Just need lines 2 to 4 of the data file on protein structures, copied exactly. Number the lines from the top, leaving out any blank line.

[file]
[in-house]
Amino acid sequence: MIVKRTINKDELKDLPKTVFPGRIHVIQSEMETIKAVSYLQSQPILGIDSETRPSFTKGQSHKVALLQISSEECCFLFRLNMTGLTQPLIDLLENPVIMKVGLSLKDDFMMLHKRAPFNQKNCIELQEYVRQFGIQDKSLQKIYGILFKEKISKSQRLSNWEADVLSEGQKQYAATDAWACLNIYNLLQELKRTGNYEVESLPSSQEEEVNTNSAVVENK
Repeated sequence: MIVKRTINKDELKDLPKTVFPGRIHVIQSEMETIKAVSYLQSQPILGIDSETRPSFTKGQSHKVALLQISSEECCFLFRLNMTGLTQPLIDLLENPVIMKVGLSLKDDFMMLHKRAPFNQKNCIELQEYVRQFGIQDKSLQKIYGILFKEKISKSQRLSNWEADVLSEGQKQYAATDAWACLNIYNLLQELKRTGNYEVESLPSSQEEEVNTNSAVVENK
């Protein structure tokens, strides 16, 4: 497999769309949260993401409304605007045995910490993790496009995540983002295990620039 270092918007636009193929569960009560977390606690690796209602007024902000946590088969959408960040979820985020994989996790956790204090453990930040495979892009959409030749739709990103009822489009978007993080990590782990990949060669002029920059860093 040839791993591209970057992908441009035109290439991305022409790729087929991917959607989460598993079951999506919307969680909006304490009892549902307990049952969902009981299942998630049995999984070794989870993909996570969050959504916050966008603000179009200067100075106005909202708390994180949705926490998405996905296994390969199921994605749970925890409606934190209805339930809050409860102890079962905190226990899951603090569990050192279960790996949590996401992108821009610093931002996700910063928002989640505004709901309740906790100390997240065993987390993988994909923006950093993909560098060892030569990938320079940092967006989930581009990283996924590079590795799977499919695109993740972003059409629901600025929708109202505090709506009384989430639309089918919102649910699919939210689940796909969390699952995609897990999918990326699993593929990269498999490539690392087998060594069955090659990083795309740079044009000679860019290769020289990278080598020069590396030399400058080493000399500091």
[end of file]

Amino acid sequence: MIVKRTINKDELKDLPKTVFPGRIHVIQSEMETIKAVSYLQSQPILGIDSETRPSFTKGQSHKVALLQISSEECCFLFRLNMTGLTQPLIDLLENPVIMKVGLSLKDDFMMLHKRAPFNQKNCIELQEYVRQFGIQDKSLQKIYGILFKEKISKSQRLSNWEADVLSEGQKQYAATDAWACLNIYNLLQELKRTGNYEVESLPSSQEEEVNTNSAVVENK
Repeated sequence: MIVKRTINKDELKDLPKTVFPGRIHVIQSEMETIKAVSYLQSQPILGIDSETRPSFTKGQSHKVALLQISSEECCFLFRLNMTGLTQPLIDLLENPVIMKVGLSLKDDFMMLHKRAPFNQKNCIELQEYVRQFGIQDKSLQKIYGILFKEKISKSQRLSNWEADVLSEGQKQYAATDAWACLNIYNLLQELKRTGNYEVESLPSSQEEEVNTNSAVVENK
């Protein structure tokens, strides 16, 4: 497999769309949260993401409304605007045995910490993790496009995540983002295990620039 270092918007636009193929569960009560977390606690690796209602007024902000946590088969959408960040979820985020994989996790956790204090453990930040495979892009959409030749739709990103009822489009978007993080990590782990990949060669002029920059860093 040839791993591209970057992908441009035109290439991305022409790729087929991917959607989460598993079951999506919307969680909006304490009892549902307990049952969902009981299942998630049995999984070794989870993909996570969050959504916050966008603000179009200067100075106005909202708390994180949705926490998405996905296994390969199921994605749970925890409606934190209805339930809050409860102890079962905190226990899951603090569990050192279960790996949590996401992108821009610093931002996700910063928002989640505004709901309740906790100390997240065993987390993988994909923006950093993909560098060892030569990938320079940092967006989930581009990283996924590079590795799977499919695109993740972003059409629901600025929708109202505090709506009384989430639309089918919102649910699919939210689940796909969390699952995609897990999918990326699993593929990269498999490539690392087998060594069955090659990083795309740079044009000679860019290769020289990278080598020069590396030399400058080493000399500091």